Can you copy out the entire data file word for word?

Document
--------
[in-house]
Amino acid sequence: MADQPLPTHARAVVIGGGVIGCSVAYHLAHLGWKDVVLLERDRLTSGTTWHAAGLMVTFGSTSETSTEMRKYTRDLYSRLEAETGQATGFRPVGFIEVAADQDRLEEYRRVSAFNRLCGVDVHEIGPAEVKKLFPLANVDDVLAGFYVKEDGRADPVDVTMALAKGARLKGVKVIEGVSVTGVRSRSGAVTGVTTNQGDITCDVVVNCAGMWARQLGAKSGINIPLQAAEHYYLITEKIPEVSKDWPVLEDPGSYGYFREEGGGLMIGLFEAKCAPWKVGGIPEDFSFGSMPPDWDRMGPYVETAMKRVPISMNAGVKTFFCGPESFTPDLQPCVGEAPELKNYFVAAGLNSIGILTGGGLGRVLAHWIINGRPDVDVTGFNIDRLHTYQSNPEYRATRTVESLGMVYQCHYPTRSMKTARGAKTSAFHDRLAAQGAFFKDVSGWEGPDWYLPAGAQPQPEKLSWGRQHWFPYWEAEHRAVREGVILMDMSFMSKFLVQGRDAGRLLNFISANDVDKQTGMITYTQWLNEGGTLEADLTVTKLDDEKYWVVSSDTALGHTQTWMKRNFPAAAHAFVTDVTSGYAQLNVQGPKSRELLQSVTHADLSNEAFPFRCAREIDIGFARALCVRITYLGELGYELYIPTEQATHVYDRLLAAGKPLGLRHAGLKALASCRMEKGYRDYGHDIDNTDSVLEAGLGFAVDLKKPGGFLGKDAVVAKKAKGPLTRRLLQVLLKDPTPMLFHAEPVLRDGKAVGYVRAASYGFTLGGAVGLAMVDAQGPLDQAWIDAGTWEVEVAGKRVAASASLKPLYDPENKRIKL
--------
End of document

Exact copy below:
[in-house]
Amino acid sequence: MADQPLPTHARAVVIGGGVIGCSVAYHLAHLGWKDVVLLERDRLTSGTTWHAAGLMVTFGSTSETSTEMRKYTRDLYSRLEAETGQATGFRPVGFIEVAADQDRLEEYRRVSAFNRLCGVDVHEIGPAEVKKLFPLANVDDVLAGFYVKEDGRADPVDVTMALAKGARLKGVKVIEGVSVTGVRSRSGAVTGVTTNQGDITCDVVVNCAGMWARQLGAKSGINIPLQAAEHYYLITEKIPEVSKDWPVLEDPGSYGYFREEGGGLMIGLFEAKCAPWKVGGIPEDFSFGSMPPDWDRMGPYVETAMKRVPISMNAGVKTFFCGPESFTPDLQPCVGEAPELKNYFVAAGLNSIGILTGGGLGRVLAHWIINGRPDVDVTGFNIDRLHTYQSNPEYRATRTVESLGMVYQCHYPTRSMKTARGAKTSAFHDRLAAQGAFFKDVSGWEGPDWYLPAGAQPQPEKLSWGRQHWFPYWEAEHRAVREGVILMDMSFMSKFLVQGRDAGRLLNFISANDVDKQTGMITYTQWLNEGGTLEADLTVTKLDDEKYWVVSSDTALGHTQTWMKRNFPAAAHAFVTDVTSGYAQLNVQGPKSRELLQSVTHADLSNEAFPFRCAREIDIGFARALCVRITYLGELGYELYIPTEQATHVYDRLLAAGKPLGLRHAGLKALASCRMEKGYRDYGHDIDNTDSVLEAGLGFAVDLKKPGGFLGKDAVVAKKAKGPLTRRLLQVLLKDPTPMLFHAEPVLRDGKAVGYVRAASYGFTLGGAVGLAMVDAQGPLDQAWIDAGTWEVEVAGKRVAASASLKPLYDPENKRIKL